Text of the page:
Uber repairs faulty cars after one caught fire in Singapore

Singapore - Uber announced on Friday, 4 August, that it had taken action to repair faulty cars in Singapore after a report says the ride-hailing giant rented them out to drivers despite being aware of a recall, and after one caught fire.

The Wall Street Journal reports that Uber managers in Singapore bought more than 1 000 Honda Vezel SUVs and rented them to drivers even though they knew the model had been recalled in April 2016.

The Vezel was recalled due to concerns about an electrical part that could overheat and catch fire, says the paper citing internal Uber documents and interviews with people familiar with Uber's operations.

SEE: South Africa condemns taxi violence after Uber driver death

In January a fire broke out in one of the rented Vezels after an Uber driver dropped off a passenger, melting the interior and leaving a hole in the windscreen, the Journal says. The driver was unhurt.

"As soon as we learned of a Honda Vezel from the Lion City Rental fleet catching fire, we took swift action to fix the problem, in close coordination with Singapore's Land Transport Authority as well as technical experts," says Uber in a statement.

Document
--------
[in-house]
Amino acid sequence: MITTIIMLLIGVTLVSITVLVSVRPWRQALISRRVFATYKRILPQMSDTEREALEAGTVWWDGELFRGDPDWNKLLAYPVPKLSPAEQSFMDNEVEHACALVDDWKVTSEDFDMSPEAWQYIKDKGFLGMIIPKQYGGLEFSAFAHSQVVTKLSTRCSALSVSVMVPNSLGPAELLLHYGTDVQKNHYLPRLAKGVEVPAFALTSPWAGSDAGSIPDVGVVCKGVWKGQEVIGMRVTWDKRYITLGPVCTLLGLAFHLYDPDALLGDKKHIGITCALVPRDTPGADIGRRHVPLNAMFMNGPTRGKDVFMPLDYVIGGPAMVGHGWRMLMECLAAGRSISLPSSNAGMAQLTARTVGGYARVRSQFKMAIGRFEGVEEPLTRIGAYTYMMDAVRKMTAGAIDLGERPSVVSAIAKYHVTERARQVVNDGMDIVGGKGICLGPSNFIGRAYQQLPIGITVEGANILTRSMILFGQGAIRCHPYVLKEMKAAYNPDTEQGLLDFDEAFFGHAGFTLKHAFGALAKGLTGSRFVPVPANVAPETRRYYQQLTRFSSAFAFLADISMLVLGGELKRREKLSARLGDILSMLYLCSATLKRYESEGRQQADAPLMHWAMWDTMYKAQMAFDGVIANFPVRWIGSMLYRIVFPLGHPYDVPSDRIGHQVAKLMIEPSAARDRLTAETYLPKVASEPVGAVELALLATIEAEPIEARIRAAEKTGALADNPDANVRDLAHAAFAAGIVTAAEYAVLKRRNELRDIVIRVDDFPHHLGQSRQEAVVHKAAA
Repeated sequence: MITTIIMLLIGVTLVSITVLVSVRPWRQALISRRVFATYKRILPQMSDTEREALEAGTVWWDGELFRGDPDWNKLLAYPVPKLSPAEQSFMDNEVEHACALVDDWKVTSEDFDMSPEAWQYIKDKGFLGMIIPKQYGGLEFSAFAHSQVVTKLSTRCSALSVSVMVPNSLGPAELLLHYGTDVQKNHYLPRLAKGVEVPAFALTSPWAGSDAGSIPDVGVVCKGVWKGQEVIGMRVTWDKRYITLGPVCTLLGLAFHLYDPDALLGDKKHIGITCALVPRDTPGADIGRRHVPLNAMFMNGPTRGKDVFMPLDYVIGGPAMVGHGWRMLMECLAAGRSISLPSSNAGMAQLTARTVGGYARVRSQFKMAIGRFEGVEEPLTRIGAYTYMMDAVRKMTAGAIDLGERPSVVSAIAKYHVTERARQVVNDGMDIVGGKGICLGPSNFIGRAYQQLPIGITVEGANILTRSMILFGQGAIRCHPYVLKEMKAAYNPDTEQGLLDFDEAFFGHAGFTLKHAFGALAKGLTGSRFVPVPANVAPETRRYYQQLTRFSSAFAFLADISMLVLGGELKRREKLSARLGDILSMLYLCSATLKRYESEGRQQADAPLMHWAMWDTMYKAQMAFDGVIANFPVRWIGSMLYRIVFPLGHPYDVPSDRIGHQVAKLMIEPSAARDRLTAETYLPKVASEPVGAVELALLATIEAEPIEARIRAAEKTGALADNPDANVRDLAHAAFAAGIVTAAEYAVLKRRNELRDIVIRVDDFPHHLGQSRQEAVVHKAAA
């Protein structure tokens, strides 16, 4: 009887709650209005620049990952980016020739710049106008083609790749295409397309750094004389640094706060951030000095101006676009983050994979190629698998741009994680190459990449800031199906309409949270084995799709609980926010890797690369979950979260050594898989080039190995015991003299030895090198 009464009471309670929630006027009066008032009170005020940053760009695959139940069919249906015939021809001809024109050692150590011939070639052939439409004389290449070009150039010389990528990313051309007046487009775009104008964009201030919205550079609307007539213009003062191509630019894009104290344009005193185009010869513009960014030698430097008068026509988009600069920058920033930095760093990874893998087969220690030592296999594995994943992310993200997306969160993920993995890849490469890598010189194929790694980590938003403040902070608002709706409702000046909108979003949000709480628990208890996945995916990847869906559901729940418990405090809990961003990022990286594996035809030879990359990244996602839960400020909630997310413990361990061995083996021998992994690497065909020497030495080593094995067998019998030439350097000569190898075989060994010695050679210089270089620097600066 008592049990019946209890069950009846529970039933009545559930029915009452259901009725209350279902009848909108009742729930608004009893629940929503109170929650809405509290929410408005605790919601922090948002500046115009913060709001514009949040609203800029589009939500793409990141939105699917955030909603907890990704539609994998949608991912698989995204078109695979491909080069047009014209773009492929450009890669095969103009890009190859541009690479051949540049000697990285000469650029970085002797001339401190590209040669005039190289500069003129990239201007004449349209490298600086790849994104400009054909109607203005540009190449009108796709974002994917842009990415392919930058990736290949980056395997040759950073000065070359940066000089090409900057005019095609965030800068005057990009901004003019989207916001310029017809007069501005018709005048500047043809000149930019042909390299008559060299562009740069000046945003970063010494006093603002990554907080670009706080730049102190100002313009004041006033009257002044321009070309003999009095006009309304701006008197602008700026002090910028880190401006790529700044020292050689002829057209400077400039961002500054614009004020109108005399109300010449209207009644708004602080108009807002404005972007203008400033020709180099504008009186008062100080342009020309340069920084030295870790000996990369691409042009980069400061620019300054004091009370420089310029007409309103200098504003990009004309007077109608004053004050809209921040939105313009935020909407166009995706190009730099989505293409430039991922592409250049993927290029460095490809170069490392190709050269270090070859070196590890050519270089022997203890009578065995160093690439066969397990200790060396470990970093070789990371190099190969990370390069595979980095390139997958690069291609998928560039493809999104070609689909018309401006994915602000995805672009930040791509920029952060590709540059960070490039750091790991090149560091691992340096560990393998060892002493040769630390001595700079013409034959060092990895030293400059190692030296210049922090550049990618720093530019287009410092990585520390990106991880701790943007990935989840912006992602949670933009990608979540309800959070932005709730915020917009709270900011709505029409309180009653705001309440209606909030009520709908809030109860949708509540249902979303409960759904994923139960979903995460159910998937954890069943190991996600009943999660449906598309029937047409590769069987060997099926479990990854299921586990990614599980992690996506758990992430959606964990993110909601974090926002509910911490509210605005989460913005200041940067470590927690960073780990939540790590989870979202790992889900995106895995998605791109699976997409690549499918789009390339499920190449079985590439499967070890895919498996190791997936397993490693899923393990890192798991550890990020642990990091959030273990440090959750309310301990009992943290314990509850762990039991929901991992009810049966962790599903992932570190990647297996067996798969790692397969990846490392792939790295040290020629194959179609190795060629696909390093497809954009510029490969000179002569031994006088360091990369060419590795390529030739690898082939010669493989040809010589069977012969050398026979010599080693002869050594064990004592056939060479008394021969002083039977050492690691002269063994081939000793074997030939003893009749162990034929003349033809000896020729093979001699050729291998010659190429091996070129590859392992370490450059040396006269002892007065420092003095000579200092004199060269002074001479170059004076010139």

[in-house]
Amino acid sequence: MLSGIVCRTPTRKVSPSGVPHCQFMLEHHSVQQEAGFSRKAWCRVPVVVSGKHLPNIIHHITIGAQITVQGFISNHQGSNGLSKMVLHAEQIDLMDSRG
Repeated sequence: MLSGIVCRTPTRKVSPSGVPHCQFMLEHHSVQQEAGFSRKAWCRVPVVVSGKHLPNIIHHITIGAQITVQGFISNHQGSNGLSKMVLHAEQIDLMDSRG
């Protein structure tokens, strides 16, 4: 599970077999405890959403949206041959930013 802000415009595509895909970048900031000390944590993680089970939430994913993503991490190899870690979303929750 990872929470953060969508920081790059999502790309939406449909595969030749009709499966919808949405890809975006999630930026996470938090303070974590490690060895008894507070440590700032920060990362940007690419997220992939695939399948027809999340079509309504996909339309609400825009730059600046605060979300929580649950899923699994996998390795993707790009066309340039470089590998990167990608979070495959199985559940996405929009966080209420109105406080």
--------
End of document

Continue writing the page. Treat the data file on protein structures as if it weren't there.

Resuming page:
"But we acknowledge we could have done more, and we have done so."

SEE: Lawsuit claims Uber discriminates against wheelchair riders

Lion City Rentals is affiliated to Uber and rents out vehicles for its drivers in Singapore, where the cost of owning a car is among the highest in the world.

Uber says it had hired three in-house experts at the company to ensure they are responsive to safety recalls.

It is the latest problem for the global ride-sharing giant which has been rocked by reports of harassment and discrimination. Recently, a non-profit disability rights organisation filed a class-action lawsuit against Uber, claiming the ride-hailing service discriminates against New York City riders with disabilities by not providing enough access to vehicles that can accommodate wheelchairs.

Chief executive Travis Kalanick resigned in June, yielding to pressure from investors seeking to clean up a toxic corporate culture.

What to read next on Traveller24:

Lawsuit claims Uber discriminates against wheelchair riders

South Africa condemns taxi violence after Uber driver death

Uber merges with Russia's Yandex in 6 other states

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